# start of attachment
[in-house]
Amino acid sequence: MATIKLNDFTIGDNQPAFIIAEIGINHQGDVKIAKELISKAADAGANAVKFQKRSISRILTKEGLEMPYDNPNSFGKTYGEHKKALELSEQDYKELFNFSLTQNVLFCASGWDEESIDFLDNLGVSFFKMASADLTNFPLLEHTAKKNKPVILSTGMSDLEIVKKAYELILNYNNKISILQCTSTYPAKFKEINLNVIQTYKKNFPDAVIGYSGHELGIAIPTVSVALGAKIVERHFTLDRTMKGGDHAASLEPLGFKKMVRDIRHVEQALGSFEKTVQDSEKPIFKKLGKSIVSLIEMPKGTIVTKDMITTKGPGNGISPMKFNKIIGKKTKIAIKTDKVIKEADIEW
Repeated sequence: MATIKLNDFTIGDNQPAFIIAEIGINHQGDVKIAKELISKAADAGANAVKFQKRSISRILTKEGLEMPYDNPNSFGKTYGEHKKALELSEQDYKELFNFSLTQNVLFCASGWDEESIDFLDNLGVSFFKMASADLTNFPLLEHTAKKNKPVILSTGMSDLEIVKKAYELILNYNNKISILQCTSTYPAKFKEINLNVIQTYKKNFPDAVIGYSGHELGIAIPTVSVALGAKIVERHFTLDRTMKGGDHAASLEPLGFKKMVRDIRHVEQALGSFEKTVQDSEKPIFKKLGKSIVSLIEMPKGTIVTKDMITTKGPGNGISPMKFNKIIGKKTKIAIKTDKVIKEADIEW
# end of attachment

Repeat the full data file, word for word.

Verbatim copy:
[in-house]
Amino acid sequence: MATIKLNDFTIGDNQPAFIIAEIGINHQGDVKIAKELISKAADAGANAVKFQKRSISRILTKEGLEMPYDNPNSFGKTYGEHKKALELSEQDYKELFNFSLTQNVLFCASGWDEESIDFLDNLGVSFFKMASADLTNFPLLEHTAKKNKPVILSTGMSDLEIVKKAYELILNYNNKISILQCTSTYPAKFKEINLNVIQTYKKNFPDAVIGYSGHELGIAIPTVSVALGAKIVERHFTLDRTMKGGDHAASLEPLGFKKMVRDIRHVEQALGSFEKTVQDSEKPIFKKLGKSIVSLIEMPKGTIVTKDMITTKGPGNGISPMKFNKIIGKKTKIAIKTDKVIKEADIEW
Repeated sequence: MATIKLNDFTIGDNQPAFIIAEIGINHQGDVKIAKELISKAADAGANAVKFQKRSISRILTKEGLEMPYDNPNSFGKTYGEHKKALELSEQDYKELFNFSLTQNVLFCASGWDEESIDFLDNLGVSFFKMASADLTNFPLLEHTAKKNKPVILSTGMSDLEIVKKAYELILNYNNKISILQCTSTYPAKFKEINLNVIQTYKKNFPDAVIGYSGHELGIAIPTVSVALGAKIVERHFTLDRTMKGGDHAASLEPLGFKKMVRDIRHVEQALGSFEKTVQDSEKPIFKKLGKSIVSLIEMPKGTIVTKDMITTKGPGNGISPMKFNKIIGKKTKIAIKTDKVIKEADIEW